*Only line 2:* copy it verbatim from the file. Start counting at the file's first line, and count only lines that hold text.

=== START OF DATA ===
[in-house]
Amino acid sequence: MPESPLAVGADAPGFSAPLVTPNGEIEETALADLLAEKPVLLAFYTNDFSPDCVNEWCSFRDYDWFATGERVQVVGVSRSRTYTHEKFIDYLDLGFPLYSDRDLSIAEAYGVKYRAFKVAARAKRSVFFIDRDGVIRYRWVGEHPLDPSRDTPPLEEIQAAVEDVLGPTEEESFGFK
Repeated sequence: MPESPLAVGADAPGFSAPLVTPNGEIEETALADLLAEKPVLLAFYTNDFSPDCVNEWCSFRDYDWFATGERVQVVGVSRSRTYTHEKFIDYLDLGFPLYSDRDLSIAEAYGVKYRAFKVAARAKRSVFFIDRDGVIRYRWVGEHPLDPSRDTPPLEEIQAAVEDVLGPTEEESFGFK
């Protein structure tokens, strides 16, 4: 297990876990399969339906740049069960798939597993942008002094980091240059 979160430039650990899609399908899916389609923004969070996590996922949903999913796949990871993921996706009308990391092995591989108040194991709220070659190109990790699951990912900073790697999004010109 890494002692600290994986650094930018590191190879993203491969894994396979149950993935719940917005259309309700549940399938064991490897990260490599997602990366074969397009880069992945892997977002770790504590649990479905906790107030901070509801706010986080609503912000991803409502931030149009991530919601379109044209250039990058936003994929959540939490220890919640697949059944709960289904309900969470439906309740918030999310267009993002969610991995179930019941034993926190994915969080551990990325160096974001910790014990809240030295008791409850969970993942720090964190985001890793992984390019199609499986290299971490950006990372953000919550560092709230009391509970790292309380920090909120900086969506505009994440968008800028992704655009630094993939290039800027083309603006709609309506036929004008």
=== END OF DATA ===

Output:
Amino acid sequence: MPESPLAVGADAPGFSAPLVTPNGEIEETALADLLAEKPVLLAFYTNDFSPDCVNEWCSFRDYDWFATGERVQVVGVSRSRTYTHEKFIDYLDLGFPLYSDRDLSIAEAYGVKYRAFKVAARAKRSVFFIDRDGVIRYRWVGEHPLDPSRDTPPLEEIQAAVEDVLGPTEEESFGFK